Kennedy wins 'hat trick' of teaching excellence awards
Michael P.J. Kennedy, a sessional lecturer in the Department of English, was hailed as a campus “triple crown” winner at a ceremony March 1.
While Kennedy was presented with the annual Sylvia Wallace Sessional Lecturer Teaching Excellence Award in front of 25 dignitaries, friends and colleagues, it was noted that he has previously won the U of S Students’ Union teaching excellence award and last year he was honoured with the College of Arts and Science’s Humanities and Fine Arts award for excellence in teaching.
Kennedy, who has in recent years specialized in scholarship and teaching on hockey literature, preferred to call his feat a three-goal “hat trick”.
Speakers noted he has taught as a sessional at the U of S since 1991 and also teaches at the Saskatchewan Institute of Applied Science and Technology (SIAST). He is known for his generosity, commitment to preparation for class and to students, as well as for expertise in Aboriginal literature and hockey literature, and his love of railway history.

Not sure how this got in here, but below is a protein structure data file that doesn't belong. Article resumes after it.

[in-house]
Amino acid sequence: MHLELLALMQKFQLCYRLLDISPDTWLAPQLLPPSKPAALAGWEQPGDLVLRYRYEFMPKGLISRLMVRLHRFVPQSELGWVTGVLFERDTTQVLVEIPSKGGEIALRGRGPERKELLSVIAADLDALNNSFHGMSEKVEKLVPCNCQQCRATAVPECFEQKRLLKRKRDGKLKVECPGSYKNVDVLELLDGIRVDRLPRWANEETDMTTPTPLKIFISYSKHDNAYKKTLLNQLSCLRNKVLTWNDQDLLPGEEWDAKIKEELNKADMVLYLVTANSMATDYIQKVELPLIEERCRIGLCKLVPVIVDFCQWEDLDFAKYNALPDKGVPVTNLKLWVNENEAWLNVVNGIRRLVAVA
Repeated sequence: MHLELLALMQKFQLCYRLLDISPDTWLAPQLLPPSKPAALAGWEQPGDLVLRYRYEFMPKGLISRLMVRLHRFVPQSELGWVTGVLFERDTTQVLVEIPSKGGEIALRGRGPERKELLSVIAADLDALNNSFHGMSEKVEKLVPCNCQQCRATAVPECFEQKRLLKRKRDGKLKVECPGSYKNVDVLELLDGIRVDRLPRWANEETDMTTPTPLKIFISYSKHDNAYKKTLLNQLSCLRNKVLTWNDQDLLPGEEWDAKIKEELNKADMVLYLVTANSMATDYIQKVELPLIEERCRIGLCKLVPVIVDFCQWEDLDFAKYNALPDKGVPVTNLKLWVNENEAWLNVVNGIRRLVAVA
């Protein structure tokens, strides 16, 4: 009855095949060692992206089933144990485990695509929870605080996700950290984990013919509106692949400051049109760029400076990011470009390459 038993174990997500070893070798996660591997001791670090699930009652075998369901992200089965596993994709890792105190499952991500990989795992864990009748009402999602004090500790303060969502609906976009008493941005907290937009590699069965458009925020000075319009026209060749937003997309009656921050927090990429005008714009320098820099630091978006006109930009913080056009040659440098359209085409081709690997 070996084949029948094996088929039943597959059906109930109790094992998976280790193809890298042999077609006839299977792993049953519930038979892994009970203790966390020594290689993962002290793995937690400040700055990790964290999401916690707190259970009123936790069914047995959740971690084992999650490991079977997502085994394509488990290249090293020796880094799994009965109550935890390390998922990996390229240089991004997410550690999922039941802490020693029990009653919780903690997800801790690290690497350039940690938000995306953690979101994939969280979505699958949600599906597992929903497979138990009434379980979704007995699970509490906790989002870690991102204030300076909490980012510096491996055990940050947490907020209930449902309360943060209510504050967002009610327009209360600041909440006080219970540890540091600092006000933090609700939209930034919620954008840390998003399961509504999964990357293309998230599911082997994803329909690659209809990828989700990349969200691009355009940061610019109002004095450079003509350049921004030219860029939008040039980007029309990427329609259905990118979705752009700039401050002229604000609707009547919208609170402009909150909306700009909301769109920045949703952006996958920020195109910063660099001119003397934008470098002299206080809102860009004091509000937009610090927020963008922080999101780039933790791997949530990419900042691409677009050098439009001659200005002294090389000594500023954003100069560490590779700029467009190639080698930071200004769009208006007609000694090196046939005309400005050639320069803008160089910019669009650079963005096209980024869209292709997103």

His commitment to hockey and to the U of S Huskies men’s hockey team led him to establish a scholarship for players last year. He donated half his teaching award winnings to it last year, and he will donate $500 of the $1,000 Sylvia Wallace Award to it this year.
Two speakers took the occasion of Kennedy’s sessional award ceremony to note that there are problems with the lot of sessionals on campus.
English Department Head Paul Bidwell said it’s frustrating that sessional lecturers are “under-resourced and underpaid,” while “no group on campus is more devoted to their students.”
The sessional lecturers’ union head, Brian Zamulinski, spoke at the ceremony, saying Kennedy exemplifies all sessionals – who “deserve full-time status, pay and the things that go with it like an office with a door.”
Zamulinski said one of the current bargaining demands of the union, CUPE 3287, is for a fund that can be used to help excellent sessional lecturers transfer to better positions.